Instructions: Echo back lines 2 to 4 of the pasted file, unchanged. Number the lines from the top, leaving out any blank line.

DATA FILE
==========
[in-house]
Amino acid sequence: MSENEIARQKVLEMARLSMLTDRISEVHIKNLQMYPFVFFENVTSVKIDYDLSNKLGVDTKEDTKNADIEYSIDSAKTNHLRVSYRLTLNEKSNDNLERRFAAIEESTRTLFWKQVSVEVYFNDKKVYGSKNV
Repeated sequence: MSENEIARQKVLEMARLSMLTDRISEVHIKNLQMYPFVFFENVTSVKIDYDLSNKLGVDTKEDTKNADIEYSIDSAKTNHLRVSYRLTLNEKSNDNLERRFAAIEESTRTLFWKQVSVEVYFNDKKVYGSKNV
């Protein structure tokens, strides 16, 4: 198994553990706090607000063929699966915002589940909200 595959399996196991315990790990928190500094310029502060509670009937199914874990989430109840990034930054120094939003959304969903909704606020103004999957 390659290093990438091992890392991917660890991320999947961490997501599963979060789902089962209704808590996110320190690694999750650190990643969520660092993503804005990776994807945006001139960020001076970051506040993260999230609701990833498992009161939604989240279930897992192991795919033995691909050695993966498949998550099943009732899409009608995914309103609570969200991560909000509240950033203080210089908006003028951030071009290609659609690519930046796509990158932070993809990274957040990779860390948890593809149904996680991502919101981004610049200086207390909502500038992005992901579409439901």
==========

Amino acid sequence: MSENEIARQKVLEMARLSMLTDRISEVHIKNLQMYPFVFFENVTSVKIDYDLSNKLGVDTKEDTKNADIEYSIDSAKTNHLRVSYRLTLNEKSNDNLERRFAAIEESTRTLFWKQVSVEVYFNDKKVYGSKNV
Repeated sequence: MSENEIARQKVLEMARLSMLTDRISEVHIKNLQMYPFVFFENVTSVKIDYDLSNKLGVDTKEDTKNADIEYSIDSAKTNHLRVSYRLTLNEKSNDNLERRFAAIEESTRTLFWKQVSVEVYFNDKKVYGSKNV
């Protein structure tokens, strides 16, 4: 198994553990706090607000063929699966915002589940909200 595959399996196991315990790990928190500094310029502060509670009937199914874990989430109840990034930054120094939003959304969903909704606020103004999957 390659290093990438091992890392991917660890991320999947961490997501599963979060789902089962209704808590996110320190690694999750650190990643969520660092993503804005990776994807945006001139960020001076970051506040993260999230609701990833498992009161939604989240279930897992192991795919033995691909050695993966498949998550099943009732899409009608995914309103609570969200991560909000509240950033203080210089908006003028951030071009290609659609690519930046796509990158932070993809990274957040990779860390948890593809149904996680991502919101981004610049200086207390909502500038992005992901579409439901």